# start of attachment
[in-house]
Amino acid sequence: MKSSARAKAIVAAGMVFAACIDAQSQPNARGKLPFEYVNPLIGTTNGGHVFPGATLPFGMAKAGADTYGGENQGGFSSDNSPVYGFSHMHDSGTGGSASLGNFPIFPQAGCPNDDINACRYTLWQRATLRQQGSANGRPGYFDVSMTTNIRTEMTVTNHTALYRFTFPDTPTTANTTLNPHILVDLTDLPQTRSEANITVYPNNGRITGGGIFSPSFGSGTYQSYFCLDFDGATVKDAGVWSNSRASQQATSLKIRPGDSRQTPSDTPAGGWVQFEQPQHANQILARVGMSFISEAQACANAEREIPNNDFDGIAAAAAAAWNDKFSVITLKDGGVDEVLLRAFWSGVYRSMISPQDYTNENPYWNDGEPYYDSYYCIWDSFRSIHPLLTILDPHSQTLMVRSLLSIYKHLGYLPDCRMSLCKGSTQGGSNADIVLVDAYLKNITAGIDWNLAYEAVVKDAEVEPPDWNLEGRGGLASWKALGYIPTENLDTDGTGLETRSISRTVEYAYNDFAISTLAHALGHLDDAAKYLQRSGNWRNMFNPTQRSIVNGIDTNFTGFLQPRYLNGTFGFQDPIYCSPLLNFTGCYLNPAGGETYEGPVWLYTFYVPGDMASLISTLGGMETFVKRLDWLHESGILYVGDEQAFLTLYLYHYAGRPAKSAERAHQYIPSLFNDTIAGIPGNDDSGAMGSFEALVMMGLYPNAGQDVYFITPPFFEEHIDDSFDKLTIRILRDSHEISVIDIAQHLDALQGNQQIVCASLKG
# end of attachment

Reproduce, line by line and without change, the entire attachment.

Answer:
[in-house]
Amino acid sequence: MKSSARAKAIVAAGMVFAACIDAQSQPNARGKLPFEYVNPLIGTTNGGHVFPGATLPFGMAKAGADTYGGENQGGFSSDNSPVYGFSHMHDSGTGGSASLGNFPIFPQAGCPNDDINACRYTLWQRATLRQQGSANGRPGYFDVSMTTNIRTEMTVTNHTALYRFTFPDTPTTANTTLNPHILVDLTDLPQTRSEANITVYPNNGRITGGGIFSPSFGSGTYQSYFCLDFDGATVKDAGVWSNSRASQQATSLKIRPGDSRQTPSDTPAGGWVQFEQPQHANQILARVGMSFISEAQACANAEREIPNNDFDGIAAAAAAAWNDKFSVITLKDGGVDEVLLRAFWSGVYRSMISPQDYTNENPYWNDGEPYYDSYYCIWDSFRSIHPLLTILDPHSQTLMVRSLLSIYKHLGYLPDCRMSLCKGSTQGGSNADIVLVDAYLKNITAGIDWNLAYEAVVKDAEVEPPDWNLEGRGGLASWKALGYIPTENLDTDGTGLETRSISRTVEYAYNDFAISTLAHALGHLDDAAKYLQRSGNWRNMFNPTQRSIVNGIDTNFTGFLQPRYLNGTFGFQDPIYCSPLLNFTGCYLNPAGGETYEGPVWLYTFYVPGDMASLISTLGGMETFVKRLDWLHESGILYVGDEQAFLTLYLYHYAGRPAKSAERAHQYIPSLFNDTIAGIPGNDDSGAMGSFEALVMMGLYPNAGQDVYFITPPFFEEHIDDSFDKLTIRILRDSHEISVIDIAQHLDALQGNQQIVCASLKG